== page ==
A year after dozens died protesting his election and hundreds more were imprisoned, Mahmoud Ahmadinejad grants a rare interview to an American journalist.
Monday, August 9
Friday, August 6
A Pynchon conference in Lublin, Poland may say more about the men (yes, only men) who attend Thomas Pynchon conferences than the works of the reclusive author.
Was the 1911 theft of the Mona Lisa from the Louvre actually a smokescreen to obscure an even more audacious art crime?
A reporter heads to Nauru, a tiny island nation in the Pacific, to track down the hub of a worldwide money-laundering operation—a shack filled with computers, air-conditioners, and little else.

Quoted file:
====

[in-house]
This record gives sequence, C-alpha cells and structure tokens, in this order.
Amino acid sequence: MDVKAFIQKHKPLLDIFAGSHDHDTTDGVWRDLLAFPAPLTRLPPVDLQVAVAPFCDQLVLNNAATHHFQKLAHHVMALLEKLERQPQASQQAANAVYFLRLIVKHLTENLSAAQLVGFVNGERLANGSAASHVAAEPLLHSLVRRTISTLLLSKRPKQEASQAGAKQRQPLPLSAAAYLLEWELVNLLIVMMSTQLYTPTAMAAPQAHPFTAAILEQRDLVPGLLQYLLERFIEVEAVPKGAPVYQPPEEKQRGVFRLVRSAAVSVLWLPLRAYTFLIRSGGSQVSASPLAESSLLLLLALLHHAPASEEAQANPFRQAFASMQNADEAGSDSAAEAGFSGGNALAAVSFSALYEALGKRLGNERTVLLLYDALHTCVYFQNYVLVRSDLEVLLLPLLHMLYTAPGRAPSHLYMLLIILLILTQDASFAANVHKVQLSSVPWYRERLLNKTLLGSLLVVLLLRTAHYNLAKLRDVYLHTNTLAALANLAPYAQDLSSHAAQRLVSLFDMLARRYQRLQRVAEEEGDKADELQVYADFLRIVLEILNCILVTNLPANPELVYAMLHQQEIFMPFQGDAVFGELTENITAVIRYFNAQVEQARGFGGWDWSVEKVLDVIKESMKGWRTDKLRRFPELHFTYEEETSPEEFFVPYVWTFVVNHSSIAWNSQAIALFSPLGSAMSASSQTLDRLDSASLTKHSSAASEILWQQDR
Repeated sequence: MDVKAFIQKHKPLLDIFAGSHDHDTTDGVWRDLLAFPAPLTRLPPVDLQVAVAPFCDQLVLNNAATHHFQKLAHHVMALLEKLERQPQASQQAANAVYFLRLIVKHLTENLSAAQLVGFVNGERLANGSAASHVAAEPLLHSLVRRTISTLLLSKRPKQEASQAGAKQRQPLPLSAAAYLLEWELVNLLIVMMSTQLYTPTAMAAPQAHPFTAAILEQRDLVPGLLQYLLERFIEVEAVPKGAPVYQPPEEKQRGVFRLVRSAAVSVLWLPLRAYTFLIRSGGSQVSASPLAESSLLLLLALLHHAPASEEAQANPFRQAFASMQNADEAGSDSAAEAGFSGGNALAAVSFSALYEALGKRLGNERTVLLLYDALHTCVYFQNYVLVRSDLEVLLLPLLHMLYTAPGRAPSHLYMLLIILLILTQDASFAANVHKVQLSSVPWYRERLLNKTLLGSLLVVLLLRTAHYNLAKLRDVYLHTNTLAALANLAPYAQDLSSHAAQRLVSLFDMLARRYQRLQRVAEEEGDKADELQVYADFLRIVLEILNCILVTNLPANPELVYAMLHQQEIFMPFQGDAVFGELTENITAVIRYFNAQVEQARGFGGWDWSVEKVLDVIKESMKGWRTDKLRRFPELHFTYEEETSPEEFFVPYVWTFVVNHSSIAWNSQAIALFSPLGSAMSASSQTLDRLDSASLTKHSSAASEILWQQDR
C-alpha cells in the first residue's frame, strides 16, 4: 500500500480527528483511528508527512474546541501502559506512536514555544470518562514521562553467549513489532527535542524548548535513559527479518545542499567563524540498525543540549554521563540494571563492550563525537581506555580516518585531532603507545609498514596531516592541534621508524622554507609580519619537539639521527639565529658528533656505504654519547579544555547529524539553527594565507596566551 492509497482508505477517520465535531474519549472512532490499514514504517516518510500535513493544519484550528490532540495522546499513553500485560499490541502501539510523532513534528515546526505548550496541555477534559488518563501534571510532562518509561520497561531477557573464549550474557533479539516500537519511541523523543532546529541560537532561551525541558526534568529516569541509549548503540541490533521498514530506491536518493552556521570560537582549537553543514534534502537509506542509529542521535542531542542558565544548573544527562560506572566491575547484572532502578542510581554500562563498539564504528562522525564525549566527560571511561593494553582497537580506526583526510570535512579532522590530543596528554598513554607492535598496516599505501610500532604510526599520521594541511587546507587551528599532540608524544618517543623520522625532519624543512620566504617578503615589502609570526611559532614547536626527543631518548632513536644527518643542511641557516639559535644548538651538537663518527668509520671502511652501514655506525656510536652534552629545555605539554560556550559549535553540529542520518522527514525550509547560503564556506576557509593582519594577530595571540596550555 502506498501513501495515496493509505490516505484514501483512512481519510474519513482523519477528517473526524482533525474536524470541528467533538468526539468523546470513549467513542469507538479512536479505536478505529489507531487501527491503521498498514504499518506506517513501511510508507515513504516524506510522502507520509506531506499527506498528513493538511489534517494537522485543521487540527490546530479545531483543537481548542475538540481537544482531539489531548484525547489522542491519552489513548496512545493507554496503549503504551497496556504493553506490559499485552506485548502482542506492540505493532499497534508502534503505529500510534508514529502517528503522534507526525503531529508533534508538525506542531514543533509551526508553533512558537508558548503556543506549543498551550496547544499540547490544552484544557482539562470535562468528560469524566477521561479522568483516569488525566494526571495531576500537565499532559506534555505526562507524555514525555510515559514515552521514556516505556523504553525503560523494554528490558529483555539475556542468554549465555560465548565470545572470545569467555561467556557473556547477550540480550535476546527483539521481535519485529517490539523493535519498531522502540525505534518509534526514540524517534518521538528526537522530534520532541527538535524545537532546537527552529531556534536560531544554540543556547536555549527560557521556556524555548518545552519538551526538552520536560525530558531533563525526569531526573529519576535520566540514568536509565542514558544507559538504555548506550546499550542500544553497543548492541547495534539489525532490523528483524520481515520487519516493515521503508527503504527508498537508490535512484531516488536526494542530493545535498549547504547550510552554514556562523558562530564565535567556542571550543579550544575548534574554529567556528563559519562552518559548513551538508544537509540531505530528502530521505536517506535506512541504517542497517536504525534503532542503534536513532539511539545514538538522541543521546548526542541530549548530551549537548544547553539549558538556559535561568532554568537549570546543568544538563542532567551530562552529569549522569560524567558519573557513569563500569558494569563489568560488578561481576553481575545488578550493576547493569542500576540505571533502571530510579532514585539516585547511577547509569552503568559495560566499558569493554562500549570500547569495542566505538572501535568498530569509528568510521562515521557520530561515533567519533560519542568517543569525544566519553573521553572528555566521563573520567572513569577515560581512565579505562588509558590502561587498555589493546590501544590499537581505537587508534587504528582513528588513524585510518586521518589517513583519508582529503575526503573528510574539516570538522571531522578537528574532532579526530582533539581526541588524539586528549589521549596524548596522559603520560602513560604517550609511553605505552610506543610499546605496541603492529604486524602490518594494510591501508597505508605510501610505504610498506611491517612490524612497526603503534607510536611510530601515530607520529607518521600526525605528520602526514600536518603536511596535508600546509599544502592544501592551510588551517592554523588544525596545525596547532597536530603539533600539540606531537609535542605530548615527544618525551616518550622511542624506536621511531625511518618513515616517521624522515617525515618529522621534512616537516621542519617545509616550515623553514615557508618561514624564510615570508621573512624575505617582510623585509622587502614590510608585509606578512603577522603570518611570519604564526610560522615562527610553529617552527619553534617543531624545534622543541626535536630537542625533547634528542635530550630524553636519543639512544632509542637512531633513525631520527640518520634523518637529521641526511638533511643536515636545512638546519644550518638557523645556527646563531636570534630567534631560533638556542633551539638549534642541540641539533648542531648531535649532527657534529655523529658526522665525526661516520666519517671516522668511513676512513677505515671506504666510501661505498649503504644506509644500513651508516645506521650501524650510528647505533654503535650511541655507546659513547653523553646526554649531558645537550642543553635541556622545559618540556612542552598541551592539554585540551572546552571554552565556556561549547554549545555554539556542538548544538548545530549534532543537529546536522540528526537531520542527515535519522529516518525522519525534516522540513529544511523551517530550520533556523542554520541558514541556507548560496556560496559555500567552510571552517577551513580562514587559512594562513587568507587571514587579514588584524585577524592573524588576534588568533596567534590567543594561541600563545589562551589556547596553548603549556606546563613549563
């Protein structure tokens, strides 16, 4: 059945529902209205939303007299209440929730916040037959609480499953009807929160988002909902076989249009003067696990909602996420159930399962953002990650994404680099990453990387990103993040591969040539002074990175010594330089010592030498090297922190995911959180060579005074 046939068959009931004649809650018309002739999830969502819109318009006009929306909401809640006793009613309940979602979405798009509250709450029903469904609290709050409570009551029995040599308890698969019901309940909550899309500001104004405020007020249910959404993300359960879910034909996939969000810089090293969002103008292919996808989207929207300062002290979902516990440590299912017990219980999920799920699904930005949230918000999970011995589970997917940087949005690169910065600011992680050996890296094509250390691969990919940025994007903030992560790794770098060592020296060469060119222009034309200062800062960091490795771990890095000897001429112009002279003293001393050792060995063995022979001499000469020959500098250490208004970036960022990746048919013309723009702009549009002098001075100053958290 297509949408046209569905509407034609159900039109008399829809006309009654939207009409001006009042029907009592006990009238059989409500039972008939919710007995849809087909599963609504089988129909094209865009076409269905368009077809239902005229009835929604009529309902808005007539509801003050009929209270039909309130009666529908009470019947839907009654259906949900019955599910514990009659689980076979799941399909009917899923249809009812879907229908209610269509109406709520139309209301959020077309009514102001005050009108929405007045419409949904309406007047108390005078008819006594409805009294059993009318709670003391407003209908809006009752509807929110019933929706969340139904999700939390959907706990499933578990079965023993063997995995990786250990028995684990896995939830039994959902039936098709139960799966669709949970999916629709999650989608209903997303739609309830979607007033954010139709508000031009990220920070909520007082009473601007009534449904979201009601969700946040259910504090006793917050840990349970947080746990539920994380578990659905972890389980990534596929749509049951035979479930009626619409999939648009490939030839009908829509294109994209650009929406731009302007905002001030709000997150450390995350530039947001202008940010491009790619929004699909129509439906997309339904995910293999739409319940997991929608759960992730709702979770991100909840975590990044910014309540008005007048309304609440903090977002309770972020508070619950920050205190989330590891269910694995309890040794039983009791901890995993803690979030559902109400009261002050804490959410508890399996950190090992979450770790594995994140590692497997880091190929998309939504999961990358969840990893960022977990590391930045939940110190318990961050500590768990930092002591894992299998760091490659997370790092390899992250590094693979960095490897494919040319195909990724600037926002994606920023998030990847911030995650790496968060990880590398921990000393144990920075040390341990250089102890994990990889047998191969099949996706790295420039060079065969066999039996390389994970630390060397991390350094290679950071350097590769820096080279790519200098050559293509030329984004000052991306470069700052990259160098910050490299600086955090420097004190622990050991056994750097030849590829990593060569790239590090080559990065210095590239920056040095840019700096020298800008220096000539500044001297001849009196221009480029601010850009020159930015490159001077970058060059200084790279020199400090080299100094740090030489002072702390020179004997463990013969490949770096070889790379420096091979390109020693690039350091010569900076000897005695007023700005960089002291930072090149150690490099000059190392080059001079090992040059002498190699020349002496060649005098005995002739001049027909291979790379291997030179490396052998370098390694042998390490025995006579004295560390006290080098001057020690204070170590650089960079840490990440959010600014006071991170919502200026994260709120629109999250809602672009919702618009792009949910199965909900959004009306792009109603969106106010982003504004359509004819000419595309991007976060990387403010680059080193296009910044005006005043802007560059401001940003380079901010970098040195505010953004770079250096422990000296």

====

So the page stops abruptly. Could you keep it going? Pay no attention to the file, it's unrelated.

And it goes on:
Thursday, August 5
In “Operation Mincemeat” a vagrant’s corpse, raided from a London morgue, washed up on a beach in Spain, setting in motion an elaborate piece of espionage that fooled Nazi intelligence. Or did it?
Brian Hickey, a journalist who was induced into a coma after being left for dead following a hit and run accident, reports the story of his recovery.
Fifteen years ago, William Dranginis saw Bigfoot. He’s still trying to prove it.
Wednesday, August 4
How phone phreakers, many of them blind, opened up Ma Bell to unlimited free international calling using a technical manual and a toy organ.
Scott Dadich, 34, has been described by a former boss as a “combination of Pelé and Jesus” and is now tasked with figuring out the future of the magazine. All he’s got in his new Times Square office: an iPad and a book of George Lois’ Esquire covers.
Evidence of a decades-old hotel trist with a teenage intern costs a beloved Chicago columnist his job - and his identity.